While exploring newer additions seeking new construction, having a knowledgeable agent with you can be the difference between a good home buying experience and a bad one. will help you navigate the myriad of new homes today to locate one that's right for you.
Buyers of new construction in a neighborhood don't like to see houses sold after theirs go for less money, so builders aren't as apt to bend on price. (You'll appreciate this behavior after you've bought a home in a development of new construction!) Regardless, depending on the market and the status of the project, there's sometimes room for negotiation.
For example, if the home is pretty much move-in ready, you have little to no negotiating powers. But if the home has been sitting fully furnished, like a show or model home, and there haven't been many offers - then the builder might be willing to work with you. The longer the home has been on the market, the more the builder has invested.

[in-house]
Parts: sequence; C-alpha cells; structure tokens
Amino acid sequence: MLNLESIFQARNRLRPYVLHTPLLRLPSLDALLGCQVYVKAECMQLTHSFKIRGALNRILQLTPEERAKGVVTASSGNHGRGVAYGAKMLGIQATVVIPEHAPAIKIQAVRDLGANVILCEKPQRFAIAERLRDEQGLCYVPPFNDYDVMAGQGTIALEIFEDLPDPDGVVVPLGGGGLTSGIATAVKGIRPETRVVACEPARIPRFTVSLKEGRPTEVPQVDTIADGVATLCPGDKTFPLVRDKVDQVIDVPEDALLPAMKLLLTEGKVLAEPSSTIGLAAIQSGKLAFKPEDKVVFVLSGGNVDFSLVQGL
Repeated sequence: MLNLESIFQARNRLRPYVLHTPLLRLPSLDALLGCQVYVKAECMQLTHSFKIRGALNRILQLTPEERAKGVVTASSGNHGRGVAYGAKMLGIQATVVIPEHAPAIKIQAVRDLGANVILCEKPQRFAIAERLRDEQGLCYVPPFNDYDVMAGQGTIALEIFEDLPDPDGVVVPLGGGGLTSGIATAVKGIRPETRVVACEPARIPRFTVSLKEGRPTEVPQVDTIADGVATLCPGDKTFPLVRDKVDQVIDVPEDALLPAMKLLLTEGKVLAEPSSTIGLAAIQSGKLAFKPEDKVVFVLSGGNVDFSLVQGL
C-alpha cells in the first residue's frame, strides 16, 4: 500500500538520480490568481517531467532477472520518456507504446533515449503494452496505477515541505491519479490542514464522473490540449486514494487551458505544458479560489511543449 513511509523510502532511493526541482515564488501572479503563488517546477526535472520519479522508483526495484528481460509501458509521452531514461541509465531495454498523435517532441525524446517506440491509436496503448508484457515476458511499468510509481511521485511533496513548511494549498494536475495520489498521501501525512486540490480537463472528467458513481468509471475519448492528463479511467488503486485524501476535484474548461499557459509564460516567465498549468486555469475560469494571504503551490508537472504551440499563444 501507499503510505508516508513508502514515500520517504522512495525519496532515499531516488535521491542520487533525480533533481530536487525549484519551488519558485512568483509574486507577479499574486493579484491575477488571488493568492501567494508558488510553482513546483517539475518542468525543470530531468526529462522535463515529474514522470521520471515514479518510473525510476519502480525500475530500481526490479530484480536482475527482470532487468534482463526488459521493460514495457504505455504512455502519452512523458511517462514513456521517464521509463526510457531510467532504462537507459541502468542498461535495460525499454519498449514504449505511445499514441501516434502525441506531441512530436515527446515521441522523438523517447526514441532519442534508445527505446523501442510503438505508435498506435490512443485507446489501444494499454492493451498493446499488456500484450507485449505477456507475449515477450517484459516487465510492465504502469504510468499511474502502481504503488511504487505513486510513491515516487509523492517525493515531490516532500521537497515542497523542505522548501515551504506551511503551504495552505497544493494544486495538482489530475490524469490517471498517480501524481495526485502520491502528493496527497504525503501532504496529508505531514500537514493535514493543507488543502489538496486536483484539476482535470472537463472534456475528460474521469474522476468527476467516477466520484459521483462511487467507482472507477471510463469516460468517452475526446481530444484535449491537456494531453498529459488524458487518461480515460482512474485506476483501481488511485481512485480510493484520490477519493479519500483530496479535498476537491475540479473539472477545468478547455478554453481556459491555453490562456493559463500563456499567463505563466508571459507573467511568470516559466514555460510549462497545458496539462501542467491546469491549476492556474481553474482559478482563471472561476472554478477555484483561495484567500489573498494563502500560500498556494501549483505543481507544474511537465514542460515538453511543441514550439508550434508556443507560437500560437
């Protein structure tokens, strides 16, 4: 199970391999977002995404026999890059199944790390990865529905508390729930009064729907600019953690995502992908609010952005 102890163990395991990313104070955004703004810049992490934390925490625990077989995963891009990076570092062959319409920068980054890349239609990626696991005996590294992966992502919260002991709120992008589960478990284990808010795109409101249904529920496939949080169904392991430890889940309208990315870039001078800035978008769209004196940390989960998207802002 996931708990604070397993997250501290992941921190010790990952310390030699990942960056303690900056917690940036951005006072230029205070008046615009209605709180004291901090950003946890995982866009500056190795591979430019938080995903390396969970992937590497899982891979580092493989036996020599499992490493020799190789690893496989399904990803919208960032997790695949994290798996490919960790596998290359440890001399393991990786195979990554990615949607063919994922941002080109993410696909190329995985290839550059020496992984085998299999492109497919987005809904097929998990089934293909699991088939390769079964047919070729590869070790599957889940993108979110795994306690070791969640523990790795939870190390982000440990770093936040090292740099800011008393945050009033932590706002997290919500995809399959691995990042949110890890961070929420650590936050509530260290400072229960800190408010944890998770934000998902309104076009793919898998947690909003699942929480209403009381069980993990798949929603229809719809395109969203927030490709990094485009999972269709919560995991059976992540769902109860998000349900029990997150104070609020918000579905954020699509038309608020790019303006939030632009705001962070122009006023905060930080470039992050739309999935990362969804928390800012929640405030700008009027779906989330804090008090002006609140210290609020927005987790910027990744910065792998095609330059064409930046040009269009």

In cases where a builder won't budge, ask for assistance in other areas. Ask for them to pay a share of the closing costs, or extra amenities, like an allowance for window treatments, a garage door opener, a fence or landscaping, or an extended home warranty. Or take the contrary route. If a home is nearing completion, you can often save money by passing on suggested upgrades from the builder and installing things yourself.
While you should always negotiate a home warranty so problems can be fixed, get a home inspection before your purchase regardless. Inevitable problems can be repaired (by the builder) before you move in and larger problems identified before it's too late. Since an inspection is relatively inexpensive, some new home buyers get an inspection after being in the home for 10 or 11 months - that way, the builder can make the repairs before a 1 year warranty expires.